Socially, members of the Millennial generation are more accepting than older generations of gay marriage, adoption by gay and lesbian couples and cross-racial marriage. They worry just as much as their parents about the ill effects of single-parent households.

They were brought up in a time in which they were taught to have mindfulness of the world around them, a time of putting their value systems first.

This generation’s emphasis on values means that many traditional advertising strategies in the mortgage industry will fall flat. Millennials aren’t interested in commoditized conversations about rates; this highly connected generation has easy access to vast reservoirs of information, so mortgage companies will have to work harder to differentiate themselves. In the information age, specialized knowledge is now widely available to consumers, which has squeezed margins in many industries. This is clearly the future for mortgage providers who market a commodity product.

But the companies that have built their product-development and marketing initiatives around the values that Millennials care about will generate attractive margins.

For example, take a look at the Web site of Movement Mortgage (movement.com), a retail mortgage lender headquartered in Virginia Beach, Va. Though the homepage features the company’s signature seven-day loan processing, the site is dominated by descriptions of its workplace culture and its commitment to communities.

That values-centric approach has won Movement Mortgage a spot on the Inc. 5000 list for 2015 and recognition from a top business publication as the fastest growing privately held mortgage bank in the country.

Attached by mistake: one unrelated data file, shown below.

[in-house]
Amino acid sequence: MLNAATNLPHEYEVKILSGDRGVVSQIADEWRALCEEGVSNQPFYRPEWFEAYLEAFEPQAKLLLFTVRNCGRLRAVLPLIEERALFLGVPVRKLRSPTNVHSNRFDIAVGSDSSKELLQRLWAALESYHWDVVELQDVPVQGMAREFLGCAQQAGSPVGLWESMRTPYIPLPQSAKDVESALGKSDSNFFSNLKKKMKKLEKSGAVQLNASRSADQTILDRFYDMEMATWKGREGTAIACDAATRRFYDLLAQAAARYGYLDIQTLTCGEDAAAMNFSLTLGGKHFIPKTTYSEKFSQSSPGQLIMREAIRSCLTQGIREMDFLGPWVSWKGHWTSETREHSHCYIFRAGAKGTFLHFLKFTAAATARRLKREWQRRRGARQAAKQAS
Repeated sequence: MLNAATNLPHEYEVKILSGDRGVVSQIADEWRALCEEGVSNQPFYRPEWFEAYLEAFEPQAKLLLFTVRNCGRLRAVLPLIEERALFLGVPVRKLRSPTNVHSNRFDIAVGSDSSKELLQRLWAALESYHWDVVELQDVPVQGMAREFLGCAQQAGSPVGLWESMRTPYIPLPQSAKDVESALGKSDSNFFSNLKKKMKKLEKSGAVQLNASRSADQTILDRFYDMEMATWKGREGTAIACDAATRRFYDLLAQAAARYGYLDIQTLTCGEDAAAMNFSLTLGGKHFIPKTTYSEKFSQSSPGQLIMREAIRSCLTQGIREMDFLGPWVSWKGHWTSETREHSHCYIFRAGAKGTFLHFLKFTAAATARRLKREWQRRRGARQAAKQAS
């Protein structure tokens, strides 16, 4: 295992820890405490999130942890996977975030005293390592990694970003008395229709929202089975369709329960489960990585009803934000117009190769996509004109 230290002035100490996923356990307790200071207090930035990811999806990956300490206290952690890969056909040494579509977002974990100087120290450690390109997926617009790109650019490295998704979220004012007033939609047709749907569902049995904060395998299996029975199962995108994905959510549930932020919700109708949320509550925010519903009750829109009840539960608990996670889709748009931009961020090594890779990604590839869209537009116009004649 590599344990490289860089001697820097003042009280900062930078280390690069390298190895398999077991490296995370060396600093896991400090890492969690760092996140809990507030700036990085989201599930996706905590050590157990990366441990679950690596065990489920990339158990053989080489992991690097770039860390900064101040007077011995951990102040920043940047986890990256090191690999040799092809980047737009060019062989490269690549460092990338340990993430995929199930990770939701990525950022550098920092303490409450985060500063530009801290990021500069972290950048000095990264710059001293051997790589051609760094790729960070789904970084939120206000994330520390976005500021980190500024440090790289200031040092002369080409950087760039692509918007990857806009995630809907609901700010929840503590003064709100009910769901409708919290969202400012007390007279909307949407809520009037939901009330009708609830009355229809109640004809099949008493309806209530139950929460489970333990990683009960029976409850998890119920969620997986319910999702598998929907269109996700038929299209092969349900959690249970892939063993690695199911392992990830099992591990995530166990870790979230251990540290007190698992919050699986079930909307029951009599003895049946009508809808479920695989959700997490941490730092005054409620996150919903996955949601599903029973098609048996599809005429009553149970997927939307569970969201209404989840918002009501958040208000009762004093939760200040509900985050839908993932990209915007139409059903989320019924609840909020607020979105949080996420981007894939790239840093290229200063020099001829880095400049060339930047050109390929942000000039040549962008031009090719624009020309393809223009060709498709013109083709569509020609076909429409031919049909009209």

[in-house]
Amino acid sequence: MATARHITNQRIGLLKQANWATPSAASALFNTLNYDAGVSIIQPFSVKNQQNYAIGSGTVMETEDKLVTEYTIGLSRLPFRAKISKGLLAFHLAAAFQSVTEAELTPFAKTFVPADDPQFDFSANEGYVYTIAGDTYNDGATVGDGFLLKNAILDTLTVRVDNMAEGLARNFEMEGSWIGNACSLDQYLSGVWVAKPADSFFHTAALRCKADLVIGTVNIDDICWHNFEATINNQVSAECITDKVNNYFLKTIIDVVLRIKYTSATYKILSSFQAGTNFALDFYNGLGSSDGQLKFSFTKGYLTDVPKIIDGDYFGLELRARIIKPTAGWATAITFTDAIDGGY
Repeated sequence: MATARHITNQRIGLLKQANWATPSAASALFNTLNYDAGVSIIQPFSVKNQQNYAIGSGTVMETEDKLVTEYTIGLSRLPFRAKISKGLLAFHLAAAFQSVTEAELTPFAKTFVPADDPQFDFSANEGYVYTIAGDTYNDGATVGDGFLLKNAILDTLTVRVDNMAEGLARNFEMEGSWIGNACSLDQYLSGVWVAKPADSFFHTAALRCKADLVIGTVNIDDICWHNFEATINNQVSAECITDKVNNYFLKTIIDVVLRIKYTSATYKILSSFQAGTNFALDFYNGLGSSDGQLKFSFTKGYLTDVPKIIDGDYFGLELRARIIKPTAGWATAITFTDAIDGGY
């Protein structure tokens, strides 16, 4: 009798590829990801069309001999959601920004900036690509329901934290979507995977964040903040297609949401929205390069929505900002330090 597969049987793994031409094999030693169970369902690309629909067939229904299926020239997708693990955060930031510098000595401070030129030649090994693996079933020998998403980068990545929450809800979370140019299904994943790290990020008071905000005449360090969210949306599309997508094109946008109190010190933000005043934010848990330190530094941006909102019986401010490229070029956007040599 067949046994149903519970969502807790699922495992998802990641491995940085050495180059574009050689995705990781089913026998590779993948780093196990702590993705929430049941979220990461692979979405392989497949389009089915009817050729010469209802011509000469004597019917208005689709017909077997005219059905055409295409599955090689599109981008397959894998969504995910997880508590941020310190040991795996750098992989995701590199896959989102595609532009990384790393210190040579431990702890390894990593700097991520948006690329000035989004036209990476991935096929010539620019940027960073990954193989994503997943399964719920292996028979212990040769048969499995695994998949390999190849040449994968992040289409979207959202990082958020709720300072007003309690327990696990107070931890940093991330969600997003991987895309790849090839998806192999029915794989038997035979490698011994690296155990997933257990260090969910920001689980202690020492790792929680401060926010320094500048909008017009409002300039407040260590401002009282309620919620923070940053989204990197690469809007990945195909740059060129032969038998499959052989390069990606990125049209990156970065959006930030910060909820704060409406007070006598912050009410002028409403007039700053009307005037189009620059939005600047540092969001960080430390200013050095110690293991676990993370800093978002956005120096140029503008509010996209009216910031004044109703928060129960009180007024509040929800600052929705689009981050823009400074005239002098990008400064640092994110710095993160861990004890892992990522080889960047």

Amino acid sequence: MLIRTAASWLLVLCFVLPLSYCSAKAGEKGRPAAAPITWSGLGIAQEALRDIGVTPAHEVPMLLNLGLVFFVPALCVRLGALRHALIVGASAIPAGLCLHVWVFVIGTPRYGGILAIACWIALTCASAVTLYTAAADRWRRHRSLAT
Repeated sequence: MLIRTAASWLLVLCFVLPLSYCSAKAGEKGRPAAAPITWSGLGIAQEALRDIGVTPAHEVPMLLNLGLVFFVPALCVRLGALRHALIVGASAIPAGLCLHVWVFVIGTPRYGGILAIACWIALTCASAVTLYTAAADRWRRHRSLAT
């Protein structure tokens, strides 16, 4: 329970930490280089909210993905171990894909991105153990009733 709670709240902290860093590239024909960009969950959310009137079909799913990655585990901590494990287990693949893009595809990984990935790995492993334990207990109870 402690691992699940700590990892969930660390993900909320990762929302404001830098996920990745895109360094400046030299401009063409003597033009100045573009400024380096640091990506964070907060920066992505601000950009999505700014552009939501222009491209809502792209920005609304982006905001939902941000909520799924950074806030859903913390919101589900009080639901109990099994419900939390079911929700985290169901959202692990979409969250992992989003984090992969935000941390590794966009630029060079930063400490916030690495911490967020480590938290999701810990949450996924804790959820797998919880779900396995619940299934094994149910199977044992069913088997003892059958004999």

How to Market to Millennials

The puzzle of marketing to Millennials won’t be solved with spreadsheets and numbers. Mortgage lenders need to look for an emotional hook based on values.

But if they’re going to create value for the business, those abstract emotions need to be solidly grounded in the truth. Integrity is everything. Millennials have grown up suspicious of marketing claims, and they are even better than their elders at sniffing out the fake and disingenuous.

The way to appeal to values through marketing without looking fake is by not being fake.

There are many companies, both in the lending industry and outside of it, that are doing this the right way. Zappos, the online shoe retailer, spells out its mission statement: “To live and deliver WOW.” The statement isn’t the value; the value is reflected in their now-famous customer service policies. Any Zappos customer can return any purchase, at no cost, for any reason within 365 days. That’s the practical application of “WOW.”

A similar approach is critical to drive growth for mortgage lenders.

For us, it’s putting people first, having integrity through strength of character, and then delivering a great product. My company’s purpose is to grow happiness. If you don’t have clear values and drive those values, you will have disengaged clients from all generations.

Darius-MirshahzadehDarius Mirshahzadeh is the CEO of The Money Source, a nationwide technology-driven mortgage company that was founded in 1997. Learn more at themoneysource.com.